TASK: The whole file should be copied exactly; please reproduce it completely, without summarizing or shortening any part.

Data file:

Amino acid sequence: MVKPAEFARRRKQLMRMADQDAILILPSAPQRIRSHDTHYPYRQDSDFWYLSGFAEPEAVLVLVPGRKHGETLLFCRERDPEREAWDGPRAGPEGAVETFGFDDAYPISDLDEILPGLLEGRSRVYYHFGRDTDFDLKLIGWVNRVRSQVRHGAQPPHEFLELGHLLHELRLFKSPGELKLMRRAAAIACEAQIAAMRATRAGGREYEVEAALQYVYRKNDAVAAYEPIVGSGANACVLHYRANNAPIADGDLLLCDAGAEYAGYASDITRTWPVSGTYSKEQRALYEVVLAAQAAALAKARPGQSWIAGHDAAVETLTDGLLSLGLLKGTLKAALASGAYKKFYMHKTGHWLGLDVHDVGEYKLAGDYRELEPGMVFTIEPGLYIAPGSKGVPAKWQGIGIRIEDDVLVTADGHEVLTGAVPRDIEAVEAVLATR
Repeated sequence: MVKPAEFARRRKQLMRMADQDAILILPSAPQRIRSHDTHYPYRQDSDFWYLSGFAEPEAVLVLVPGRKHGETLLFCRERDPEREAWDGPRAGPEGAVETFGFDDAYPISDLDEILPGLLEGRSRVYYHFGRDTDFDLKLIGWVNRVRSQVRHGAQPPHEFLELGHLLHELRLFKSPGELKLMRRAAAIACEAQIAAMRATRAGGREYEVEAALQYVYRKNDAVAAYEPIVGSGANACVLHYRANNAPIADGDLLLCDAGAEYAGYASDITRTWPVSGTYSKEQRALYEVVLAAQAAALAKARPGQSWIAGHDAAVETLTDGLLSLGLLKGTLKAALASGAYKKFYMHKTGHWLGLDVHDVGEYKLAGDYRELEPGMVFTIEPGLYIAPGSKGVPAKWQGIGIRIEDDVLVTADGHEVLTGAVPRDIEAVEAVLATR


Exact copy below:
Amino acid sequence: MVKPAEFARRRKQLMRMADQDAILILPSAPQRIRSHDTHYPYRQDSDFWYLSGFAEPEAVLVLVPGRKHGETLLFCRERDPEREAWDGPRAGPEGAVETFGFDDAYPISDLDEILPGLLEGRSRVYYHFGRDTDFDLKLIGWVNRVRSQVRHGAQPPHEFLELGHLLHELRLFKSPGELKLMRRAAAIACEAQIAAMRATRAGGREYEVEAALQYVYRKNDAVAAYEPIVGSGANACVLHYRANNAPIADGDLLLCDAGAEYAGYASDITRTWPVSGTYSKEQRALYEVVLAAQAAALAKARPGQSWIAGHDAAVETLTDGLLSLGLLKGTLKAALASGAYKKFYMHKTGHWLGLDVHDVGEYKLAGDYRELEPGMVFTIEPGLYIAPGSKGVPAKWQGIGIRIEDDVLVTADGHEVLTGAVPRDIEAVEAVLATR
Repeated sequence: MVKPAEFARRRKQLMRMADQDAILILPSAPQRIRSHDTHYPYRQDSDFWYLSGFAEPEAVLVLVPGRKHGETLLFCRERDPEREAWDGPRAGPEGAVETFGFDDAYPISDLDEILPGLLEGRSRVYYHFGRDTDFDLKLIGWVNRVRSQVRHGAQPPHEFLELGHLLHELRLFKSPGELKLMRRAAAIACEAQIAAMRATRAGGREYEVEAALQYVYRKNDAVAAYEPIVGSGANACVLHYRANNAPIADGDLLLCDAGAEYAGYASDITRTWPVSGTYSKEQRALYEVVLAAQAAALAKARPGQSWIAGHDAAVETLTDGLLSLGLLKGTLKAALASGAYKKFYMHKTGHWLGLDVHDVGEYKLAGDYRELEPGMVFTIEPGLYIAPGSKGVPAKWQGIGIRIEDDVLVTADGHEVLTGAVPRDIEAVEAVLATR